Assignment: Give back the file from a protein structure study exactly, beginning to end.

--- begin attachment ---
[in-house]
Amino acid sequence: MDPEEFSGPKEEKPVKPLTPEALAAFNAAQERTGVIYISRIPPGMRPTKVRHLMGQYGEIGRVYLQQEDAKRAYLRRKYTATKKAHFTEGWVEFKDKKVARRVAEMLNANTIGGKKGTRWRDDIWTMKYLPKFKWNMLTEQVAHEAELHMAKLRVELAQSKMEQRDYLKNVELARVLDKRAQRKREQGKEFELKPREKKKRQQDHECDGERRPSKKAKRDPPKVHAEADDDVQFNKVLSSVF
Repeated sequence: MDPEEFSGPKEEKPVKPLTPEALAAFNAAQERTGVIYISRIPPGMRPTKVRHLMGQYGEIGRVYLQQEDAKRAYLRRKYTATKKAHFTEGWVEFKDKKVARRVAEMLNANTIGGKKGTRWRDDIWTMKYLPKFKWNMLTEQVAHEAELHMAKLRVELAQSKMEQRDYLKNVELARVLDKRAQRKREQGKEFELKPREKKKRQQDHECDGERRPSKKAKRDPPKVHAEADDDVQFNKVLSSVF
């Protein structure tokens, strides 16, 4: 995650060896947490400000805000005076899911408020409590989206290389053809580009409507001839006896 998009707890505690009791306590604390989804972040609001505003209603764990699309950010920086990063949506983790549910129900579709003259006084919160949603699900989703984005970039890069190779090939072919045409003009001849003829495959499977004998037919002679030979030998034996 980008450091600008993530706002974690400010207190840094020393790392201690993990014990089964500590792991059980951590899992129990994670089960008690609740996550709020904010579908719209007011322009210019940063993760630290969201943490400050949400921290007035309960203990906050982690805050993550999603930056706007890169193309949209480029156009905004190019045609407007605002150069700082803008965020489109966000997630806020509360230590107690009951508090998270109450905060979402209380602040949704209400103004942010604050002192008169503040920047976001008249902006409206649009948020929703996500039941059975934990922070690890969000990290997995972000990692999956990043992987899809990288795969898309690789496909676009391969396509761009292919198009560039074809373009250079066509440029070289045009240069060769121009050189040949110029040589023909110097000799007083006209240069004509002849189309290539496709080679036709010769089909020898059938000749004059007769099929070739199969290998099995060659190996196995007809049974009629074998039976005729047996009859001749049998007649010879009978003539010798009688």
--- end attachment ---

[in-house]
Amino acid sequence: MDPEEFSGPKEEKPVKPLTPEALAAFNAAQERTGVIYISRIPPGMRPTKVRHLMGQYGEIGRVYLQQEDAKRAYLRRKYTATKKAHFTEGWVEFKDKKVARRVAEMLNANTIGGKKGTRWRDDIWTMKYLPKFKWNMLTEQVAHEAELHMAKLRVELAQSKMEQRDYLKNVELARVLDKRAQRKREQGKEFELKPREKKKRQQDHECDGERRPSKKAKRDPPKVHAEADDDVQFNKVLSSVF
Repeated sequence: MDPEEFSGPKEEKPVKPLTPEALAAFNAAQERTGVIYISRIPPGMRPTKVRHLMGQYGEIGRVYLQQEDAKRAYLRRKYTATKKAHFTEGWVEFKDKKVARRVAEMLNANTIGGKKGTRWRDDIWTMKYLPKFKWNMLTEQVAHEAELHMAKLRVELAQSKMEQRDYLKNVELARVLDKRAQRKREQGKEFELKPREKKKRQQDHECDGERRPSKKAKRDPPKVHAEADDDVQFNKVLSSVF
């Protein structure tokens, strides 16, 4: 995650060896947490400000805000005076899911408020409590989206290389053809580009409507001839006896 998009707890505690009791306590604390989804972040609001505003209603764990699309950010920086990063949506983790549910129900579709003259006084919160949603699900989703984005970039890069190779090939072919045409003009001849003829495959499977004998037919002679030979030998034996 980008450091600008993530706002974690400010207190840094020393790392201690993990014990089964500590792991059980951590899992129990994670089960008690609740996550709020904010579908719209007011322009210019940063993760630290969201943490400050949400921290007035309960203990906050982690805050993550999603930056706007890169193309949209480029156009905004190019045609407007605002150069700082803008965020489109966000997630806020509360230590107690009951508090998270109450905060979402209380602040949704209400103004942010604050002192008169503040920047976001008249902006409206649009948020929703996500039941059975934990922070690890969000990290997995972000990692999956990043992987899809990288795969898309690789496909676009391969396509761009292919198009560039074809373009250079066509440029070289045009240069060769121009050189040949110029040589023909110097000799007083006209240069004509002849189309290539496709080679036709010769089909020898059938000749004059007769099929070739199969290998099995060659190996196995007809049974009629074998039976005729047996009859001749049998007649010879009978003539010798009688």